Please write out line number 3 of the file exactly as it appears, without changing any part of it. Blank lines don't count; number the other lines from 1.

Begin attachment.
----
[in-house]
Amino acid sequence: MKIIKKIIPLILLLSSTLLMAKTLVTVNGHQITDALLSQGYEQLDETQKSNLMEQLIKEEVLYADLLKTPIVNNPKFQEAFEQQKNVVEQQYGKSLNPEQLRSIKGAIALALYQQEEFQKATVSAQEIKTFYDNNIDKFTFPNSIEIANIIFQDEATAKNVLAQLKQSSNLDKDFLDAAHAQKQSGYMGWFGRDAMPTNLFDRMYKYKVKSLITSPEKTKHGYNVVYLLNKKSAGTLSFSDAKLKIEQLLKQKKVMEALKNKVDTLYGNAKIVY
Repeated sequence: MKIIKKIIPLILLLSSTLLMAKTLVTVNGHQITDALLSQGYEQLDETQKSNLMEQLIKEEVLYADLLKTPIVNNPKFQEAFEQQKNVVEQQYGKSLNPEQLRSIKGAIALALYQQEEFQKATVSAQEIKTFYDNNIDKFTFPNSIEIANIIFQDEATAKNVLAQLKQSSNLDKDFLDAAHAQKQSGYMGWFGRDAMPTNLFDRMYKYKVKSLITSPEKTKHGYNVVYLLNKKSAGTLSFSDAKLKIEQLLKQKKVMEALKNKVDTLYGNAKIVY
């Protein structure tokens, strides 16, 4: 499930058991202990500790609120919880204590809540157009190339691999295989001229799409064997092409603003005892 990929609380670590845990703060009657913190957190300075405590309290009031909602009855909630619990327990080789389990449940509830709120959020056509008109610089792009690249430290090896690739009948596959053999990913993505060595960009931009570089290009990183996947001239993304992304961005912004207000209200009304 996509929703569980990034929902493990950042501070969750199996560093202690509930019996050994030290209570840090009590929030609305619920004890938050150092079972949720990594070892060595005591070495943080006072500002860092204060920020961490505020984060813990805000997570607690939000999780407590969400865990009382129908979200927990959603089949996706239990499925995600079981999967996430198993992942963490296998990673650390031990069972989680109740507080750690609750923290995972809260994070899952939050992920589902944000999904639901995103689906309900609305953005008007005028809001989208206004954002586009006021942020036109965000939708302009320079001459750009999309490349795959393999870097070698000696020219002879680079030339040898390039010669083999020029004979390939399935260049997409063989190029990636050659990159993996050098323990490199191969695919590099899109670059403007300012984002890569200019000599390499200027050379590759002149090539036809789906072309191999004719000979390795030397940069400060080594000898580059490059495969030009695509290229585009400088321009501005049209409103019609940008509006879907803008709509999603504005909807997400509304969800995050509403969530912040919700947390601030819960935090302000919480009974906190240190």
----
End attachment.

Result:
Repeated sequence: MKIIKKIIPLILLLSSTLLMAKTLVTVNGHQITDALLSQGYEQLDETQKSNLMEQLIKEEVLYADLLKTPIVNNPKFQEAFEQQKNVVEQQYGKSLNPEQLRSIKGAIALALYQQEEFQKATVSAQEIKTFYDNNIDKFTFPNSIEIANIIFQDEATAKNVLAQLKQSSNLDKDFLDAAHAQKQSGYMGWFGRDAMPTNLFDRMYKYKVKSLITSPEKTKHGYNVVYLLNKKSAGTLSFSDAKLKIEQLLKQKKVMEALKNKVDTLYGNAKIVY